After 20 years in the software business, most of it tied to the IBM mainframe world under its former name of Cullinane, Cullinet Software Inc has been having a pretty hard time of it over the last two years. The reason, according to UK managing director Robin Dahlberg, was the shuddering halt experienced in that […]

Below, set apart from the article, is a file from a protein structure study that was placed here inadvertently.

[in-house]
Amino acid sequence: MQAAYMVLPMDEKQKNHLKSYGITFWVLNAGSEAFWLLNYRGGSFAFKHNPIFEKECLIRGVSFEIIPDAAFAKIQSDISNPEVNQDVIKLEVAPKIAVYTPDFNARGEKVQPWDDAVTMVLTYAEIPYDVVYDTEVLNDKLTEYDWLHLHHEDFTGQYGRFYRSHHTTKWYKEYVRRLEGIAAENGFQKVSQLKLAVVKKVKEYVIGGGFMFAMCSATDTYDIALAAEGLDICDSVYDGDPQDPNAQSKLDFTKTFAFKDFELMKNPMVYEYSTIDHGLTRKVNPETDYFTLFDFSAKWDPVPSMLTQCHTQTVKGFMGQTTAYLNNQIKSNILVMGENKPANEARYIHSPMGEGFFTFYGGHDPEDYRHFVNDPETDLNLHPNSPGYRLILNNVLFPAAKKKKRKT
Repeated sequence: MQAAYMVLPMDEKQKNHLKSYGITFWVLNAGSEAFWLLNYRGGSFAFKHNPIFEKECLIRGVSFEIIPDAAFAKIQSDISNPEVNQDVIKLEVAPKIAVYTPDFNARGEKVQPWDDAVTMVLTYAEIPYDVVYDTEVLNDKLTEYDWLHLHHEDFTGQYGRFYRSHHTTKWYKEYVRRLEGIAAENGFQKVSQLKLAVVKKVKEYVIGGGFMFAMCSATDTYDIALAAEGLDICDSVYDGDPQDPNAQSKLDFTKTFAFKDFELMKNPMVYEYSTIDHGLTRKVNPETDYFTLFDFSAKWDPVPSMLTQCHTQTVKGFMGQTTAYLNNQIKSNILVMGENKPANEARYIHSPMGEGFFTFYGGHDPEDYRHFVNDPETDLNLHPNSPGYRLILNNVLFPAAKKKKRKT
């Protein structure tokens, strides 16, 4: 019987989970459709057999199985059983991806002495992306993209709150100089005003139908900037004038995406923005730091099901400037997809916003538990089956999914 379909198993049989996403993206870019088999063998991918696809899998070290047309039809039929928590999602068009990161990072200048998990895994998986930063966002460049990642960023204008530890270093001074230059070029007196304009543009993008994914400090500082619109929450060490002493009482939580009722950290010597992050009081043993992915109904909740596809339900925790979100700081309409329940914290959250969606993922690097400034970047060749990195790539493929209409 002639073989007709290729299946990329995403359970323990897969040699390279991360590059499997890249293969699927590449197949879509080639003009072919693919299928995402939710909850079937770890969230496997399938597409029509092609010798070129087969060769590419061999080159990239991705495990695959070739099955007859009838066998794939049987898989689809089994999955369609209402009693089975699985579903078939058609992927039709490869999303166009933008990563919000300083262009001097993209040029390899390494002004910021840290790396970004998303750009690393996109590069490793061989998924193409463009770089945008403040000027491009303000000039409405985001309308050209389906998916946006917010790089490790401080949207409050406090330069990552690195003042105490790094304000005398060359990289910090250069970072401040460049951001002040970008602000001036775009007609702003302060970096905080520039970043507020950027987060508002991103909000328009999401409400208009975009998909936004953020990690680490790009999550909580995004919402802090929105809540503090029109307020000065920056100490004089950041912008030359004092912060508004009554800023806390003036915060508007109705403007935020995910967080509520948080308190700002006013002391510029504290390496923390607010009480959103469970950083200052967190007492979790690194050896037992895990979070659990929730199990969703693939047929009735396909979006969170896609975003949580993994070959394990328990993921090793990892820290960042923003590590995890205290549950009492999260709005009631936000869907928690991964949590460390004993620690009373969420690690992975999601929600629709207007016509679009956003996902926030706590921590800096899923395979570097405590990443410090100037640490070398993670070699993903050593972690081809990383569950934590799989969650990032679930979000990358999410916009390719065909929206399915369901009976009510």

After 20 years in the software business, most of it tied to the IBM mainframe world under its former name of Cullinane, Cullinet Software Inc has been having a pretty hard time of it over the last two years. The reason, according to UK managing director Robin Dahlberg, was the shuddering halt experienced in that market in 1986. Customers were telling us we needed to support departmental systems, or we wouldn’t be around very long, says Dahlberg. In fact, Cullinet’s blinkered dependence on the IBM market led to it missing both the rise of interest in departmental and distributed databases, and the new popularity of relational databases over the older generation of hierarchical systems such as Cullinet’s IDMS. The result was heavy losses, as the company sank 24% of its annual turnover into research and development in an effort to catch up. Last May, Cullinet laid off 19% of its workforce in order to drive its expense level down permanently. But during those two years, the company claims to have re-thought its approach to the software market, and through acquisitions and internal development is now ready with its new Enterprise range of products, initially aimed at VAX/VMS systems, but with Unix versions due early next year, and IBM versions within a calender year. The technology behind the new products – which include an SQL-compliant relational database, applications builder and generator, and an expert system development tool – comes largely from three acquisitions made during 1986 and 1987. The database originates from California based Esvel Inc, which arose from the same stable of ex-IBMers that also resulted in the formation of Sybase Inc – hence the similar client-server approach taken by both Sybase and Cullinet in the database design. Applied Development Corp provided application development software, and Distribution Management Systems artificial intelligence skills. Cullinet rates its Enterprise:DB database for VMS at 43 transactions per second running the TP1 benchmark on a VAX 8820, which it says far outperforms Oracle’s recently launched Version 6, and credits its Enterprise Builder and Generator with similar high performance, due to its ability to output third generation language code through a target machine’s optimised compiler. The Unix version of Enterprise:DB is due within three months, and Cullinet also has a full set of Unix tools under development.